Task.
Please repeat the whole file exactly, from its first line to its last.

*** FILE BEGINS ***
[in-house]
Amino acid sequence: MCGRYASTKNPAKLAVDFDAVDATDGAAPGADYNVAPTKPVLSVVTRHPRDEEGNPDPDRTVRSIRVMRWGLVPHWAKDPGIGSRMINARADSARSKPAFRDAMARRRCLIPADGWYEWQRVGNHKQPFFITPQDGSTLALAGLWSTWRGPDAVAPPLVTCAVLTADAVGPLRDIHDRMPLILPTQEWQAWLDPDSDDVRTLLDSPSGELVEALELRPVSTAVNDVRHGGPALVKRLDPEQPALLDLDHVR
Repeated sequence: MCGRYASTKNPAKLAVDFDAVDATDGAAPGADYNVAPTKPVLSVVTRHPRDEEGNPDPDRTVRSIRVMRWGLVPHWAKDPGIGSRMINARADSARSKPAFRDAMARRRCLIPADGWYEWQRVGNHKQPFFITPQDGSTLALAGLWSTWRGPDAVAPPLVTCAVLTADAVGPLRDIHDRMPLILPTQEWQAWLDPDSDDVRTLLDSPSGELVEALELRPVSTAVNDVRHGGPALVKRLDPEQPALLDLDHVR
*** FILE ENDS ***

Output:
[in-house]
Amino acid sequence: MCGRYASTKNPAKLAVDFDAVDATDGAAPGADYNVAPTKPVLSVVTRHPRDEEGNPDPDRTVRSIRVMRWGLVPHWAKDPGIGSRMINARADSARSKPAFRDAMARRRCLIPADGWYEWQRVGNHKQPFFITPQDGSTLALAGLWSTWRGPDAVAPPLVTCAVLTADAVGPLRDIHDRMPLILPTQEWQAWLDPDSDDVRTLLDSPSGELVEALELRPVSTAVNDVRHGGPALVKRLDPEQPALLDLDHVR
Repeated sequence: MCGRYASTKNPAKLAVDFDAVDATDGAAPGADYNVAPTKPVLSVVTRHPRDEEGNPDPDRTVRSIRVMRWGLVPHWAKDPGIGSRMINARADSARSKPAFRDAMARRRCLIPADGWYEWQRVGNHKQPFFITPQDGSTLALAGLWSTWRGPDAVAPPLVTCAVLTADAVGPLRDIHDRMPLILPTQEWQAWLDPDSDDVRTLLDSPSGELVEALELRPVSTAVNDVRHGGPALVKRLDPEQPALLDLDHVR